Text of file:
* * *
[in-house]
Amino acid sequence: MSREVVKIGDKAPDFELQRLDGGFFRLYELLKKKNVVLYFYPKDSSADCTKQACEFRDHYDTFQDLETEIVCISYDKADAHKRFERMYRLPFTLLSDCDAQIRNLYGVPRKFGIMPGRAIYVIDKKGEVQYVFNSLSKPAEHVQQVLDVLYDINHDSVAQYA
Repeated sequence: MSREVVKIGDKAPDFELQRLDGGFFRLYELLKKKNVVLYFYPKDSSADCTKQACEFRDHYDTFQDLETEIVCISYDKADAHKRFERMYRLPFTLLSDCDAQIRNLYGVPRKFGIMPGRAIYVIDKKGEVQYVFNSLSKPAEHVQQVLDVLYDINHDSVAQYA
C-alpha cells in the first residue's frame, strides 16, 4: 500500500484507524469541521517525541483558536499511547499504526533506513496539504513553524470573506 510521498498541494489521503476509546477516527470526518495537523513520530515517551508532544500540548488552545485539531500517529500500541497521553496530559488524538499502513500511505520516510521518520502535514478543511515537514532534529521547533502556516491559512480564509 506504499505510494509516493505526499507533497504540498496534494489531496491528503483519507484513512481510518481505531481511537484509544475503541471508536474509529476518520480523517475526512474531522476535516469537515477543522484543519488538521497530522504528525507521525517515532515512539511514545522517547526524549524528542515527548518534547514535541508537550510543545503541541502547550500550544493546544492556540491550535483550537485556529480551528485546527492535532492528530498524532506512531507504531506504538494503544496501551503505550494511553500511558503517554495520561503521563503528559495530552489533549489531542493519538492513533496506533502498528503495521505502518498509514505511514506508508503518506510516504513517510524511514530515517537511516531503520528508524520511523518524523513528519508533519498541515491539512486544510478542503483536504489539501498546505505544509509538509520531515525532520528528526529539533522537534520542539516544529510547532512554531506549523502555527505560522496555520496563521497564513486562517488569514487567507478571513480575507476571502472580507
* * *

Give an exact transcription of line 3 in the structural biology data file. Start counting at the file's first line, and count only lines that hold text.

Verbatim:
Repeated sequence: MSREVVKIGDKAPDFELQRLDGGFFRLYELLKKKNVVLYFYPKDSSADCTKQACEFRDHYDTFQDLETEIVCISYDKADAHKRFERMYRLPFTLLSDCDAQIRNLYGVPRKFGIMPGRAIYVIDKKGEVQYVFNSLSKPAEHVQQVLDVLYDINHDSVAQYA